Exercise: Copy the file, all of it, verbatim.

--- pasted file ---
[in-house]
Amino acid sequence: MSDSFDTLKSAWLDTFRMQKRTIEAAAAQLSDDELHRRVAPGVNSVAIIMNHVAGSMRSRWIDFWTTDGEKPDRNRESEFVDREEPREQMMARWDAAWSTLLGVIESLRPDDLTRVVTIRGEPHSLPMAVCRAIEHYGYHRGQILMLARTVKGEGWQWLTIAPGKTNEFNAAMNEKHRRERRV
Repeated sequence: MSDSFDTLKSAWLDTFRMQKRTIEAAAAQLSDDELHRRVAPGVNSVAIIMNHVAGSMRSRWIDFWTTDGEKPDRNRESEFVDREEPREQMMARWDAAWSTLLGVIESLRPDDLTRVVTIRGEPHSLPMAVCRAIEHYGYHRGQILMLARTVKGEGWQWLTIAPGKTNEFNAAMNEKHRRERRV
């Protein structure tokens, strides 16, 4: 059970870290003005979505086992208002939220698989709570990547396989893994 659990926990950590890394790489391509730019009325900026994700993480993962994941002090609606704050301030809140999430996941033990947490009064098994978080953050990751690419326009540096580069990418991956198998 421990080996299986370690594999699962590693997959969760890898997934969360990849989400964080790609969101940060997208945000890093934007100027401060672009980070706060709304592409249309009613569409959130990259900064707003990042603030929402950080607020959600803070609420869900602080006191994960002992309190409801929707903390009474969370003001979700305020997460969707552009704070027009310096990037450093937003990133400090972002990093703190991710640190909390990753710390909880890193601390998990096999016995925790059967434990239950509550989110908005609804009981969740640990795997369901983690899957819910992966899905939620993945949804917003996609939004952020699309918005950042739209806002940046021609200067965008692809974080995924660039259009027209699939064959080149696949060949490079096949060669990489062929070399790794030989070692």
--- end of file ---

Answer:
[in-house]
Amino acid sequence: MSDSFDTLKSAWLDTFRMQKRTIEAAAAQLSDDELHRRVAPGVNSVAIIMNHVAGSMRSRWIDFWTTDGEKPDRNRESEFVDREEPREQMMARWDAAWSTLLGVIESLRPDDLTRVVTIRGEPHSLPMAVCRAIEHYGYHRGQILMLARTVKGEGWQWLTIAPGKTNEFNAAMNEKHRRERRV
Repeated sequence: MSDSFDTLKSAWLDTFRMQKRTIEAAAAQLSDDELHRRVAPGVNSVAIIMNHVAGSMRSRWIDFWTTDGEKPDRNRESEFVDREEPREQMMARWDAAWSTLLGVIESLRPDDLTRVVTIRGEPHSLPMAVCRAIEHYGYHRGQILMLARTVKGEGWQWLTIAPGKTNEFNAAMNEKHRRERRV
């Protein structure tokens, strides 16, 4: 059970870290003005979505086992208002939220698989709570990547396989893994 659990926990950590890394790489391509730019009325900026994700993480993962994941002090609606704050301030809140999430996941033990947490009064098994978080953050990751690419326009540096580069990418991956198998 421990080996299986370690594999699962590693997959969760890898997934969360990849989400964080790609969101940060997208945000890093934007100027401060672009980070706060709304592409249309009613569409959130990259900064707003990042603030929402950080607020959600803070609420869900602080006191994960002992309190409801929707903390009474969370003001979700305020997460969707552009704070027009310096990037450093937003990133400090972002990093703190991710640190909390990753710390909880890193601390998990096999016995925790059967434990239950509550989110908005609804009981969740640990795997369901983690899957819910992966899905939620993945949804917003996609939004952020699309918005950042739209806002940046021609200067965008692809974080995924660039259009027209699939064959080149696949060949490079096949060669990489062929070399790794030989070692």